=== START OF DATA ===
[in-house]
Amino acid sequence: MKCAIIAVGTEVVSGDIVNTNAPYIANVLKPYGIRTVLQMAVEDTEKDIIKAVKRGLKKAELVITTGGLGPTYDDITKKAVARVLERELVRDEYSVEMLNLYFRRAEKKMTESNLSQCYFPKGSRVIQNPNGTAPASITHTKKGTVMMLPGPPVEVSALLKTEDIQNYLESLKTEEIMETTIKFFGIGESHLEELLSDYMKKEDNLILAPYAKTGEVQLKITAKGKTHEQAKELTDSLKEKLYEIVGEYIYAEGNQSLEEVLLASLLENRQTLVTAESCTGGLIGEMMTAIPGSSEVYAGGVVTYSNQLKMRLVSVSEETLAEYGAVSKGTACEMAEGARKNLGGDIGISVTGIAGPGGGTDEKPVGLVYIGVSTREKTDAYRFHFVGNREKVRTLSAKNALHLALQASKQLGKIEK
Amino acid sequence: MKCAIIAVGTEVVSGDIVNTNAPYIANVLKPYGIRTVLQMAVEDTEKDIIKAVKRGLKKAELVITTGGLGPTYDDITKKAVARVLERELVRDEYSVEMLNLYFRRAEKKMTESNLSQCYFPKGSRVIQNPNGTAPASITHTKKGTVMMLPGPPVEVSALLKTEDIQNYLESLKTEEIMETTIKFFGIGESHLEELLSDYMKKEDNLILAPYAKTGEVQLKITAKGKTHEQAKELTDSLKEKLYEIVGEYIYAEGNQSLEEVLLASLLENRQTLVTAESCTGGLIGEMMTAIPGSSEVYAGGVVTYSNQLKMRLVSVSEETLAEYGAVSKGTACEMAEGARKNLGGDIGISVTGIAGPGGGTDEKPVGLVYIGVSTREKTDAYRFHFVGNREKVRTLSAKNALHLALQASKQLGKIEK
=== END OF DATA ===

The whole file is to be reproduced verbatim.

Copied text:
[in-house]
Amino acid sequence: MKCAIIAVGTEVVSGDIVNTNAPYIANVLKPYGIRTVLQMAVEDTEKDIIKAVKRGLKKAELVITTGGLGPTYDDITKKAVARVLERELVRDEYSVEMLNLYFRRAEKKMTESNLSQCYFPKGSRVIQNPNGTAPASITHTKKGTVMMLPGPPVEVSALLKTEDIQNYLESLKTEEIMETTIKFFGIGESHLEELLSDYMKKEDNLILAPYAKTGEVQLKITAKGKTHEQAKELTDSLKEKLYEIVGEYIYAEGNQSLEEVLLASLLENRQTLVTAESCTGGLIGEMMTAIPGSSEVYAGGVVTYSNQLKMRLVSVSEETLAEYGAVSKGTACEMAEGARKNLGGDIGISVTGIAGPGGGTDEKPVGLVYIGVSTREKTDAYRFHFVGNREKVRTLSAKNALHLALQASKQLGKIEK
Amino acid sequence: MKCAIIAVGTEVVSGDIVNTNAPYIANVLKPYGIRTVLQMAVEDTEKDIIKAVKRGLKKAELVITTGGLGPTYDDITKKAVARVLERELVRDEYSVEMLNLYFRRAEKKMTESNLSQCYFPKGSRVIQNPNGTAPASITHTKKGTVMMLPGPPVEVSALLKTEDIQNYLESLKTEEIMETTIKFFGIGESHLEELLSDYMKKEDNLILAPYAKTGEVQLKITAKGKTHEQAKELTDSLKEKLYEIVGEYIYAEGNQSLEEVLLASLLENRQTLVTAESCTGGLIGEMMTAIPGSSEVYAGGVVTYSNQLKMRLVSVSEETLAEYGAVSKGTACEMAEGARKNLGGDIGISVTGIAGPGGGTDEKPVGLVYIGVSTREKTDAYRFHFVGNREKVRTLSAKNALHLALQASKQLGKIEK